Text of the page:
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The Myth Of The Home Office

Working From the House--It Sounds So Reasonable, So Civilized. But Before You Take the Plunge, Consider This: a 24-Hour Workday With No Support Staff, No Lunch Break and No Human Contact. Suddenly, Cublicle Life Looks Enticing.

September 21, 1997|Karen Stabiner | Karen Stabiner is the author of "To Dance With the Devil: The New War on Breast Cancer," recently published by Delacorte Press

I know what you think: Life would be perfect if you could just give up the rat race and work at home. Every new piece of hardware or software makes it that much more tantalizing. Technology has brought the world to your doorstep. Why, then, would any sane person want to go someplace else to work every day?

Listen to me carefully. I have been at home for 15 years, since the days of the IBM Selectric. I am the voice of experience, and I say: Stay right where you are--wedged between the gal in the mini-Mercedes who's applying mascara with the right hand and primping her hair with the left and the guy in the Land Cruiser who has Variety propped against the steering wheel while he shaves off that chic weekend stubble. Let the lady in the traffic copter lull you with news about the spilled truckload of frozen fruit that has transformed the freeway between you and your destination into a smoothie. Try to find a single FM station that plays rock from the decade when you cared about it. You're halfway to the office; only 20 more miles.

You think that's rough? Step over the threshold into my home office and find out what trouble really is.

We can talk about the commute first, if you like. Mine takes about a minute and involves walking down 15 stairs, sharp right, another sharp right, and I'm there. The problem is that there is still here, if you know what I mean. I am at work and at home, and the commute between those two worlds is a killer.

Despite the large "No Solicitors" sign posted by the front door, I do wind sprints from the back of the house every day. I toy with the idea of not answering the door during work hours, but what if it's the Federal Express lady with a large check that requires a signature? What if she has my contract? What if it's a messenger from the producer who optioned my last book?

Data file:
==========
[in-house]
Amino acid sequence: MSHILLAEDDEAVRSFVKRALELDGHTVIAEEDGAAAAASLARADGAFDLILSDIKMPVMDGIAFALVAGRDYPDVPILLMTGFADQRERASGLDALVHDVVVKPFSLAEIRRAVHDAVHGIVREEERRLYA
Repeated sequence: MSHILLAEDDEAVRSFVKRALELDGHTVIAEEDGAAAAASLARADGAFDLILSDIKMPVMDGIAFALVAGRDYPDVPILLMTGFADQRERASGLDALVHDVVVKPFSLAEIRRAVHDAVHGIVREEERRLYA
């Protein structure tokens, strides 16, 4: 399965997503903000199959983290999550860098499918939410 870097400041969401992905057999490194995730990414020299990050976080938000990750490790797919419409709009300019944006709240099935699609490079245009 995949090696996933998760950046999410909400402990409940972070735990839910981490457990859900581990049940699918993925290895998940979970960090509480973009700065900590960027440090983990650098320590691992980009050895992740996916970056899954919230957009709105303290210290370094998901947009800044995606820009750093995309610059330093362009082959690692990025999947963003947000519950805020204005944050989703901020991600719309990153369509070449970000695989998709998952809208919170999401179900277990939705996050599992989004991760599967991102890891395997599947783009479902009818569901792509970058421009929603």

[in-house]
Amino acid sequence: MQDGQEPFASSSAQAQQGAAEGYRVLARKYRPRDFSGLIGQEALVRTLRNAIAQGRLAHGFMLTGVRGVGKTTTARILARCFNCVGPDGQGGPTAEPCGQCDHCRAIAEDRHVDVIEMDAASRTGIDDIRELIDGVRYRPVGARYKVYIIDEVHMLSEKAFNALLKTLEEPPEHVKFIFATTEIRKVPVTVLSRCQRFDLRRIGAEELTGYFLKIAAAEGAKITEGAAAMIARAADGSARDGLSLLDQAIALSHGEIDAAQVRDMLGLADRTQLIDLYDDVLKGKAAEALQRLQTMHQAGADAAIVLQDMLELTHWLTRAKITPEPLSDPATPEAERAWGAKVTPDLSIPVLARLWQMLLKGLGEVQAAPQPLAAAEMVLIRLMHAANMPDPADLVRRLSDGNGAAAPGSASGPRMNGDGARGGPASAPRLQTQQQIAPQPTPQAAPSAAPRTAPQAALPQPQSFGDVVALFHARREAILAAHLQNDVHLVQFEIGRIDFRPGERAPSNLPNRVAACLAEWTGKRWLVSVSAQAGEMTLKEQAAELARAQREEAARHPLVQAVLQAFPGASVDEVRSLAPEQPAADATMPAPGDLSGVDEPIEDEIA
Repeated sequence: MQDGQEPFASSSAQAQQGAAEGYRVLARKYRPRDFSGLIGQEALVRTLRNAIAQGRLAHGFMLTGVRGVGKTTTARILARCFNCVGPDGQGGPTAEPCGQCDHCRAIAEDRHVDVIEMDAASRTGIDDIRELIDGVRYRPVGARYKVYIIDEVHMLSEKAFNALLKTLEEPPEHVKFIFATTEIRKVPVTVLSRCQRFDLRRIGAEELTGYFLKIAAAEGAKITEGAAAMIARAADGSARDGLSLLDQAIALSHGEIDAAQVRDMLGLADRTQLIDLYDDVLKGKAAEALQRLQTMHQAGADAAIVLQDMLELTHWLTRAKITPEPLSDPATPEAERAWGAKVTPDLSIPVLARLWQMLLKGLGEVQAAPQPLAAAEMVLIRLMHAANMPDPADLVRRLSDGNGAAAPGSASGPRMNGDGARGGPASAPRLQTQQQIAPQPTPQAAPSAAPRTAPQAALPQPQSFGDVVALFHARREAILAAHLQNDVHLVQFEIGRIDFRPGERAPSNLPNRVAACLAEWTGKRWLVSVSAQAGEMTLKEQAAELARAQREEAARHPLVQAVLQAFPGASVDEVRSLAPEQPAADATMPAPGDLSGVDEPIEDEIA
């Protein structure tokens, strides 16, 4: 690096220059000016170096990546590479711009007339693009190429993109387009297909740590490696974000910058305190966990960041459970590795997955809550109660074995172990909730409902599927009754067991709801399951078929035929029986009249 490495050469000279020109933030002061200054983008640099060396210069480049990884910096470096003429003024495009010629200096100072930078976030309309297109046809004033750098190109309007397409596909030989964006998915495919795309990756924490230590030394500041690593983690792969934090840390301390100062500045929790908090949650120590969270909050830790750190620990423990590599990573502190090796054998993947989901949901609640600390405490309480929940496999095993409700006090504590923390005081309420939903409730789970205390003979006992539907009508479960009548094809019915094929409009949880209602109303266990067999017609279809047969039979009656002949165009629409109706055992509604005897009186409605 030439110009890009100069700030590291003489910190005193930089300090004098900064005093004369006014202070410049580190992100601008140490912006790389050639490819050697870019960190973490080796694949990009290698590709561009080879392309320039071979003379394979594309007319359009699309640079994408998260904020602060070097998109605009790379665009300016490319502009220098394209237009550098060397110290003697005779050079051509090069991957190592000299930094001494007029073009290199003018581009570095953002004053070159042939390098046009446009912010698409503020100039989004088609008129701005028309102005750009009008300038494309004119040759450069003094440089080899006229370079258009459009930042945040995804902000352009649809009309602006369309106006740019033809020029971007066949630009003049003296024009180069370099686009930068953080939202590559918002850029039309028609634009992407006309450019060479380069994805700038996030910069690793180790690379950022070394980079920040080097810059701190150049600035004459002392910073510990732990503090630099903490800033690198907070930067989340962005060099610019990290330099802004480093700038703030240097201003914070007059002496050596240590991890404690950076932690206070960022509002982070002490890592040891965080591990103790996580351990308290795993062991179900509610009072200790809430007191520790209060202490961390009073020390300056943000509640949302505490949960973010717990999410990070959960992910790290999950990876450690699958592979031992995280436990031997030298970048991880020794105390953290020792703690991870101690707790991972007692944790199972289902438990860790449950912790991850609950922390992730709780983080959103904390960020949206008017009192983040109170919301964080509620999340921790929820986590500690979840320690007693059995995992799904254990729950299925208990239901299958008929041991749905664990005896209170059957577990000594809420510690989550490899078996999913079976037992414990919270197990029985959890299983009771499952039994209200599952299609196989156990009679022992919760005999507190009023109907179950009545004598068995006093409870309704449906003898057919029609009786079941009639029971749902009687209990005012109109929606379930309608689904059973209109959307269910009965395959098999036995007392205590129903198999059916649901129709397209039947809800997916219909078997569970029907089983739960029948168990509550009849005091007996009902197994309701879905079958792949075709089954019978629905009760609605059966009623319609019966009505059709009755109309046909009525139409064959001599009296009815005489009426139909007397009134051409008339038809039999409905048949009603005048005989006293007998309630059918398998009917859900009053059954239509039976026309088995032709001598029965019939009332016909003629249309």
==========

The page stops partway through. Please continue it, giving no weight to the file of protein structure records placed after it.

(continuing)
Yesterday it was a wildly respectable-looking young man in an emphatically striped dress shirt and tie, rather elegant braces and a pair of gabardines fresh from the dry cleaners. Just the sort of fellow to deliver a surprise check from the MacArthur Foundation. I opened the door.

"Hi," he said, pressing a business card into my hand. "I was just wondering when you folks are going to sell your house."

For this I got up mid-paragraph.

"Not in your lifetime," I reply, and trudge back to work.

Add the people who think that our lawn/roof/exterior paint need work--and the ones who want to detail my car or help me find a new religion--and you get a good sense of the overlap. And don't forget the phone solicitors, who believe that anyone home during the day has nothing better to do than entertain come-ons for everything from credit cards to storm windows.

In a perfect world, I suppose, I would have a separate business entrance, like those Hancock Park mansions with the discreet little plaque that reads "Service entrance at rear." And, of course, a dedicated set of phone lines. There would be a cleaner separation of church and state.

But this is not a perfect world, despite what the shelter magazines would like you to think. Having run out of ways to make a bathroom upgrade a must-read, they have embraced the home office as the last great decorational frontier. They see it as an Eden of cyberspatial bliss--the sleek modern desk that looks half the length of a football field, the ergonomic chair that's as much fun as a shiatsu massage, the bank of picture windows that face the Pacific. There is always enough room for an overstuffed chaise in the corner. A skylight. A private bath.

I have only one question. If there was such a room in your house, don't you think that by now you would have started living in it? What kind of person would have a room like that lying fallow, just waiting to be claimed as an office?

No one, that's who. My home office is the back bedroom of a vintage 1917 house. I mention the date because that was the era when people took the word "bedroom" literally. It was the place you went to sleep. Not to eat, not to watch big-screen TV, certainly not to work out.

This room is a little, lonely old place, the runt of the real estate litter, the 11-by-11 box nobody in this family wanted.

But here I sit, surrounded by all the stuff I would have in an office, only closer to the laundry room: The computer, the printer, the two-line phone, the digital message machine, the fax, the copier. The only schlep in the crowd is me.

My self-respect demands that I not work in my pajamas. But between them and a suit is a vast sartorial wasteland. Pick your euphemism; it boils down to T-shirts and khakis, turtlenecks and jeans, running shorts and tanks.

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